As the holiday season comes around, expectations for the quintessential “festive holiday season” continue to mount. Everywhere you look—in the news, movies, and on social media—there’s an undeniable pressure to experience the picture-perfect Christmas.
It seems that, without a selection of gifts and being surrounded by your closest friends and family, the holiday season is incomplete. For many, however, the holiday season isn’t about hearty Thanksgiving dinners and merry Christmas Eves.
In fact, the National Alliance on Mental Illness (NAMI) reported that the holiday season places a blinding spotlight on “everything that’s difficult about living with depression.” This results in a marked exacerbation of mental health concerns during these months.
Thus, NAMI reported that 64 percent of people with mental illnesses report that the holidays worsen their conditions. Whether the causes are financial strains, unrealistic expectations, or the inability to be with loved ones, the feelings of loneliness are palpable.
What is SAD?
Seasonal Affective Disorder (SAD) is a type of depression that rears its head and inflicts depressive episodes as the seasons change. While Seasonal Affective Disorder—commonly known as seasonal depression—can occur in summer, it’s most likely to happen in winter.
The holiday season, coincidently, falls in the winter and brings with it daunting Seasonal Affective Disorder. As a mental health counselor or psychologist, it’s not uncommon to hear clients complaining of depressive symptoms around this time.
Whether they’re experiencing frequent oversleeping, lethargy, changes in appetite, hopelessness, or difficulty concentrating, the symptoms are very real and can prove difficult to fend off.
Helping with Loneliness this Holiday Season
At this time of year, that’s generally considered cheerful and joyous, it’s important to look out for your clients’ wellbeing more than ever before. Feeling isolated and alone can not only take a toll on their mental and physical wellbeing, it can affect a blow to their self-esteem too.
Find the root cause
As a mental health counselor, you can work with your client to find out what’s causing their troubles. Stresses of impending deadlines and fear of the New Year or dysfunctional family life can cause a host of negative thoughts and feelings.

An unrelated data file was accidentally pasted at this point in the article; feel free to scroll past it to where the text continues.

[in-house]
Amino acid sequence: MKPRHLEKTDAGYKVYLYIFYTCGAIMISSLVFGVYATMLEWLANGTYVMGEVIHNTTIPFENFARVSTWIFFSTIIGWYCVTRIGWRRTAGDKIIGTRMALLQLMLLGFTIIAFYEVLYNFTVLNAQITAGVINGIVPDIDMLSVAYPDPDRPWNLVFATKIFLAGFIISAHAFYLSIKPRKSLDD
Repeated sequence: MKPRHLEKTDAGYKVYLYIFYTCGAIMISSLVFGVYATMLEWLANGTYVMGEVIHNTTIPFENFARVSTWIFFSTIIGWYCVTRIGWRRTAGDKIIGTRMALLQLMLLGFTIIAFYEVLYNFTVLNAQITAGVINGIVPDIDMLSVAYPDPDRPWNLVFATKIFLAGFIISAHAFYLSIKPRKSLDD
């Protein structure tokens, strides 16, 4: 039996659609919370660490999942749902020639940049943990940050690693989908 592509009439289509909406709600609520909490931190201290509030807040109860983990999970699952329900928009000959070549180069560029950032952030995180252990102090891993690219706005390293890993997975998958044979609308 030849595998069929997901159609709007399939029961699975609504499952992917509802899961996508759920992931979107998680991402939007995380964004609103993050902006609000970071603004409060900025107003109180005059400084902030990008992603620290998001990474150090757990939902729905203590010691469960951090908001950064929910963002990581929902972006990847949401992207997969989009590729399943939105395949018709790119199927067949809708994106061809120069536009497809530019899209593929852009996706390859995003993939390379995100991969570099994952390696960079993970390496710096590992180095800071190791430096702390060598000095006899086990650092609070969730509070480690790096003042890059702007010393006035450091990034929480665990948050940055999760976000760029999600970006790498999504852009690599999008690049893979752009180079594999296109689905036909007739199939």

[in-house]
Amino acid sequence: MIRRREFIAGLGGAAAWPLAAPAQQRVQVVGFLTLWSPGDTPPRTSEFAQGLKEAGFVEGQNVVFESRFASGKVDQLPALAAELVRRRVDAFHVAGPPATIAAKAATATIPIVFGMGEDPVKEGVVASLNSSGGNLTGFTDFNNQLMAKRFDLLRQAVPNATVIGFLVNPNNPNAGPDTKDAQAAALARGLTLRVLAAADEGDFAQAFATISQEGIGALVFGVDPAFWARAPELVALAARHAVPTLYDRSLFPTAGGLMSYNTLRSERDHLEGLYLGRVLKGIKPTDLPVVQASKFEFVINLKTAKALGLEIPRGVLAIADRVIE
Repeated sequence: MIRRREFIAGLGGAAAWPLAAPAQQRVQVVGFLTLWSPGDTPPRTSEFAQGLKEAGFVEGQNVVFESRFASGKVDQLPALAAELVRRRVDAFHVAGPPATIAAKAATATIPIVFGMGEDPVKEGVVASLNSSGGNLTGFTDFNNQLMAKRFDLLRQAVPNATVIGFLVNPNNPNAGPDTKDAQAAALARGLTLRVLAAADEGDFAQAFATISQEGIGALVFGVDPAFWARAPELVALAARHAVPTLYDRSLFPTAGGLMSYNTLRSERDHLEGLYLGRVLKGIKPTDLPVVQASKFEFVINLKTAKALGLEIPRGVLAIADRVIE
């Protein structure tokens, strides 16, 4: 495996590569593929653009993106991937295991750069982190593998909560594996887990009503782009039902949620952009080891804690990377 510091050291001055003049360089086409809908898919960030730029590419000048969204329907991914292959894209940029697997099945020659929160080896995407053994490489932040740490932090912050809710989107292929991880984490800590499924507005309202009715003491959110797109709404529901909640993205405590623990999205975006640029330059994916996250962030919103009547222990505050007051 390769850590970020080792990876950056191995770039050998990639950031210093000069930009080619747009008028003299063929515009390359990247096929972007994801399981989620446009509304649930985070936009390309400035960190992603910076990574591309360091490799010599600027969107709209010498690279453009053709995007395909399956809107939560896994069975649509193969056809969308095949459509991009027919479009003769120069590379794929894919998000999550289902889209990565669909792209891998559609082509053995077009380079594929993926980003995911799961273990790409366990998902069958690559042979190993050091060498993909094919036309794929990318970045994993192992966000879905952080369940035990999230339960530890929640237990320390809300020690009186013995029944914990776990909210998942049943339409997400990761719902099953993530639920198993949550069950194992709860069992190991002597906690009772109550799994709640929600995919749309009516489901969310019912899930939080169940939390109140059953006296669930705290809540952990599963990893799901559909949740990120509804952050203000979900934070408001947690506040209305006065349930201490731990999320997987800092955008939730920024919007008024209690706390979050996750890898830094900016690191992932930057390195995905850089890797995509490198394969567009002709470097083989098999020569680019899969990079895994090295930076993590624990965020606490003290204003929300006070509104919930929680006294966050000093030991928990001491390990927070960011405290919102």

Focus on self-care
Neglecting your personal wellbeing and health is one of the major outcomes of loneliness and hopelessness. As their counselor, you should look out for these signs and encourage your clients to work on wellness solutions you provide them.
Practice healthy coping strategies
It’s important to cope with your mental health concerns in a healthy, effective way possible. For most clients, this may mean turning to alcohol to find solace. As a mental health counselor, it’s imperative that you help your client work through their concerns in the healthiest way possible.
For some, this could mean moving away from alcohol—since it’s a depressant—for others, it could mean trying to reconnect with old friends. Either way, a healthy distraction and a break from your regular life may be exactly what they need!
As a mental health counselor or counselor, you should be able to provide your clients with the kind of support they need. This means continually updating your knowledge and polishing your skills so you can take each new case in a stride.
At E Care Behavioral Health Institute, we believe that you never stop learning and growing. Our CEU webinars—both live webinars and recorded webinars—for mental health professionals and courses are geared toward providing economical and convenient training.
Our wide selection of informative General Skills Building Webinars ensures mental health professionals everywhere can take advantage of high-quality care counseling. Browse through our collection of webinars and courses to get started.